Last week, after 15 years of fundraising and restoration, the 1842 Dougherty Mission House on Old Mission Peninsula, a major historical structure, was opened to the public. That event provides an opportunity to put Dougherty’s missionary activity into context.
In the beginning of the colonization period, before the Pilgrims had even boarded the Mayflower, as their governor William Bradford recalled, they viewed the natives whom traders had already encountered as “savage and brutish” and therefore their territory as literally “unpeopled."
If they were to share space with the colonists, they would have to be lifted up from their pre-contact mode of living and thus become people. To this end, for example, John Elliot translated the Bible into the language of the Massachusetts Wampanoags and published it in 1689.
But that proselytizing effort had a darker side. After the successful and bloody prosecution of the 1637 war against the Connecticut Pequots, the defeated tribe members were subjected to cultural cleansing, such as being forbidden to use their own language.
An exception to seeing the tribes as requiring transformation or, failing that, to be pushed aside, was the view of Roger Williams, the founder of Rhode Island. Williams learned the natives’ language, dealt with them on a more or less equal footing, and rejected the notion that a distant king’s charter gave the colonists legal right to the natives’ territory.
As descendants more of Elliot than Williams, 19th-century missionaries like Dougherty aimed to assimilate the tribes, to turn them into a version of the settlers themselves, by converting them to Christianity and instructing them on how to live as farmers, which was how most Americans lived at that time.
As was the case in the early colonial period, in Dougherty’s broad time frame the missionary impulse more and more became subordinate to militarily backed westward expansion. The settlers kept coming, looking for land, a process interrupted after Dougherty established his mission by the Civil War but then resumed and intensified with continuing military action against the tribes. Civil War hero Phillip Sheridan has a square named after him in New York City for that service but his subsequent experience fighting in the Plains Wars against the western tribes reputedly led him to declare, “The only good Indian is a dead Indian.”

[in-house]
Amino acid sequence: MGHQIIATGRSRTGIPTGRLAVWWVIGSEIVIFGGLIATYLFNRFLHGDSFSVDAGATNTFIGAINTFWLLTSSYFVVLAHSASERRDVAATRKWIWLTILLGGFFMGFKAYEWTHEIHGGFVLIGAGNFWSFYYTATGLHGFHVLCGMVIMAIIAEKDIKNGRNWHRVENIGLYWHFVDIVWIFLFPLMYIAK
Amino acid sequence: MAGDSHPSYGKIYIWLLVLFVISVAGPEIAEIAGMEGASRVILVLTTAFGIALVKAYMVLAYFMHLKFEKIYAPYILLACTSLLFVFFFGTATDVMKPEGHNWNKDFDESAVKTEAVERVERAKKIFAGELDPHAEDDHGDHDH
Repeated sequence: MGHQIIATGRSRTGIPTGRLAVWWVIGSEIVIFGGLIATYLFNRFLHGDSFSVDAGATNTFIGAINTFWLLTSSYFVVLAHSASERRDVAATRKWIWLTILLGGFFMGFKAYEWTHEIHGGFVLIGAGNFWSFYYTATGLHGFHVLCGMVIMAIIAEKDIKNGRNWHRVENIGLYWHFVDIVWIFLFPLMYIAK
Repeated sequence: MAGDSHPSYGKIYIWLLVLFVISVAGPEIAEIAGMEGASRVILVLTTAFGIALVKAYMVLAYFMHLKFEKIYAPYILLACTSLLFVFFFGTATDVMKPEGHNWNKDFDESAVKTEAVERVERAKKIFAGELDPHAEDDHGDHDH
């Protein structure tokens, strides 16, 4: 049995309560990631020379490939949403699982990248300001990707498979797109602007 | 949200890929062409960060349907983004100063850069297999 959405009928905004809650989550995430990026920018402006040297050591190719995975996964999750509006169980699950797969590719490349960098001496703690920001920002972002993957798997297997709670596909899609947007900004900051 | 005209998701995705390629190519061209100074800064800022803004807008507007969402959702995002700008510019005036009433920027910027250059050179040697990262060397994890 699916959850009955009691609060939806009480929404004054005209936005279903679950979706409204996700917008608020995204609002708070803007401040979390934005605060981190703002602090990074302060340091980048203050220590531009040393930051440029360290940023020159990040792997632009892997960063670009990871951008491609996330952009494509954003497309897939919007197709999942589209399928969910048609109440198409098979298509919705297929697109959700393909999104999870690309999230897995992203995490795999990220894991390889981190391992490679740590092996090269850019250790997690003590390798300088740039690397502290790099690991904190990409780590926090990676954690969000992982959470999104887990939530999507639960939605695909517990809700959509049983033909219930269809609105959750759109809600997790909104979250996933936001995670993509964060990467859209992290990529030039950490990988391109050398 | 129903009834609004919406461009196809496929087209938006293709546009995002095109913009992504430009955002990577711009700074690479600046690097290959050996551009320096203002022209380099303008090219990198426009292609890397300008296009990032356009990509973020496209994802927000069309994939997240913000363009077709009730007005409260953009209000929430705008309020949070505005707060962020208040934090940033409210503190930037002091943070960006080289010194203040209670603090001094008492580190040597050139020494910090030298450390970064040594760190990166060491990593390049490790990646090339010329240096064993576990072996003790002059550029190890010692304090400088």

The emerging policy toward the natives favored moving the native population out of the way through force of arms as Custer was trying to do so prospectors could get at the recently discovered gold in the Black Hills of South Dakota, then under treaty as native territory. Those treaties, though frequently violated by settlers, were a better version of the policy of forcibly removing the tribes. In the treaty of 1836, for example, the tribes ceded their ownership of more than a third of present-day Michigan, including the land on which sits Dougherty’s house as well as mine wherein I am writing this piece.
No doubt some native leaders made the pragmatic decision to try to coexist in the wave that threatened to drown them. Such a one was probably Chief Ahgosa who invited Peter Dougherty to bring his mission from Elk Rapids to Old Mission Peninsula, and later when Michigan made it legally possible for natives to own land, moved his people, along with Dougherty to the New Mission in Omena.
In many ways, the collaboration of Chief Ahgosa and Peter Dougherty was a successful response to a situation that still, in the final analysis, came at the expense of the tribes forfeiting their centuries-old traditions, which some present-day tribal descendants now strive to recover.
The centuries-long interaction between native and non-native Americans is a complicated, sometimes disturbing, story of which Peter Dougherty’s collaboration with Chief Ahgosa is a more positive episode.
Stephen Lewis, originally from Brooklyn, New York is a retired college English professor and writer whose novels include two mysteries set in northern Michigan.